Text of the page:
Risk Assessment

Posted on Sunday, 23rd Jul, 2017 at 07:49:57 PM
Risk is the possibility that an event will occur with harmful outcomes for a particular person or others with whom they come into contact.

Risk factors are those things that are identified in the childs circumstances or environment that might constitute a risk, a hazard or a threat. The more risk factors present (or the more serious one single factor is) then the greater the risk of harm.

The aim should be to:

Reduce risk and make children safe;
Empower children and parents;
Understand an individuals strengths;
Know what has worked or not worked in the past and understanding why;
Be positive about potential risks;
Develop a trusting working relationship;
Work in partnership with parents and children;
Help children and parents to access opportunities and take worthwhile chances, but realistic that it might not achieve the desired outcome;
Make decisions based on all the choices available and accurate information.

Measuring the level of risk is crucial to determining both the need for intervention, support and protection as well as shaping an appropriate response to identified needs within a timely manner. Professionals have to make difficult judgements in seeking the right balance between ensuring that responses are proportionate and enabling children and families to participate and have control over their lives whilst also ensuring that they are free from harm, exploitation and abuse.

It is important to acknowledge that risks cannot necessarily be eliminated, but they can be managed and reduced. Risk management should therefore be understood as risk reduction, with no situation considered entirely risk free. There is no definitive, fail-safe method of predicting risk of harm to children and young people. Risk assessment matrices and check lists can be helpful in guiding understanding but they cannot be absolutely relied upon to provide definitive answers to levels of risks faced by children.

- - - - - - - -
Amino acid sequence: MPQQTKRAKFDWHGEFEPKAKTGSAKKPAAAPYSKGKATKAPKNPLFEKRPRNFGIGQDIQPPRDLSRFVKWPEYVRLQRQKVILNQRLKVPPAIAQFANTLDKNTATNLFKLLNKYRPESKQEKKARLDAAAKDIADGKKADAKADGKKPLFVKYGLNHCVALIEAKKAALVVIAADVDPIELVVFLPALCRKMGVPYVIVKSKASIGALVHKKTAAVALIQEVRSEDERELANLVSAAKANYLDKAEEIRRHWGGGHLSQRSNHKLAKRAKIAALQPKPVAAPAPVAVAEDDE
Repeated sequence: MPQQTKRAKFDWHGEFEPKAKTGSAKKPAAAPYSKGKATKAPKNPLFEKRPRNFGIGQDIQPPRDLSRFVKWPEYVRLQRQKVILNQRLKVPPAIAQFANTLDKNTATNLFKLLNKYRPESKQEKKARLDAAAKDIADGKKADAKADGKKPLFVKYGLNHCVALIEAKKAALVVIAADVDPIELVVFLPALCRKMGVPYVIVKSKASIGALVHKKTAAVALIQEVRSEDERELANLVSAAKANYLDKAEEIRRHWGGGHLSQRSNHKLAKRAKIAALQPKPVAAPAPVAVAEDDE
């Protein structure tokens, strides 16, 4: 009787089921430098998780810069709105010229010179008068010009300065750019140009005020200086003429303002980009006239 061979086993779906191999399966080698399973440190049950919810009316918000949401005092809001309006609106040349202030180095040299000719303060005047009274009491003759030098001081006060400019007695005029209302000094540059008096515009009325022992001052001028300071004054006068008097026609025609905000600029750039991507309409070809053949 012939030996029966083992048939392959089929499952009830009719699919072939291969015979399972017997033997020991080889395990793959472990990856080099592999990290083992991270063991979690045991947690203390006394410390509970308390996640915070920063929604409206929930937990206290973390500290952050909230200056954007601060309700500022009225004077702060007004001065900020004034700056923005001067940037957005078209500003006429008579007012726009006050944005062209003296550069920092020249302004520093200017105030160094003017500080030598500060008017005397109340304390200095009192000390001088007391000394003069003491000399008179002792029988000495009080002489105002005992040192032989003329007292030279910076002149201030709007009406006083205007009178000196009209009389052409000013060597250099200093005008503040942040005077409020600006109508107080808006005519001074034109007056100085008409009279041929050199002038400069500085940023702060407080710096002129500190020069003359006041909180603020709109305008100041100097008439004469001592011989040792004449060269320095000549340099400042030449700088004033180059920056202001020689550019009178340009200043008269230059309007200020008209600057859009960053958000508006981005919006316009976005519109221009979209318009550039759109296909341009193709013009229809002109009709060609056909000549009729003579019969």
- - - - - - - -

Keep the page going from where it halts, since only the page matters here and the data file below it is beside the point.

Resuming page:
Framework for Risk Assessment.
Stage 1 - Gather Information;
Stage 2 - Assess Harm and Risk of Harm;
Stage 3 - Decide the Response;
Stage 4 - Decide the Outcome;
Stage 5 - Review Risk Assessments During On-Going Intervention.

The framework is cyclical, highlighting the need for continual review of all assessment and care plan outcomes through analysis of new information and evidence, while incorporating changes that have occurred for the child and family as a result of intervention or due to other factors.

To complete a balanced assessment, risk factors cannot be considered in isolation - they must be assessed in conjunction with identifiable protective factors. These protective factors can influence the direction or strength of the interaction between risk factors and the decision as to the appropriate response or outcome.

However, where protective factors are identified within a family, they must be verified or checked before they can be assessed as mitigating or reducing the identified risks. Accepting what a parent or relative describes as a protective action without verification may result in a child being placed at further risk of harm.

In assessing protective factors there is a need to differentiate between:

Factors which may provide immediate safety for the child, but do not decrease the overall and on-going risk of harm (for example, the child staying elsewhere, away from the risk, temporarily);
Factors which reduce the overall risk of harm for the child and therefore influence the decision about intervention (for example, the continued and verified presence of a protective adult/parent/family member in the household).

Comprehensive information, and knowledge and understanding of both risk and protective factors is required to analyse what balance or interplay of risk and protective factors exists for a child. The interplay of these factors is analysed during the assessment stage.

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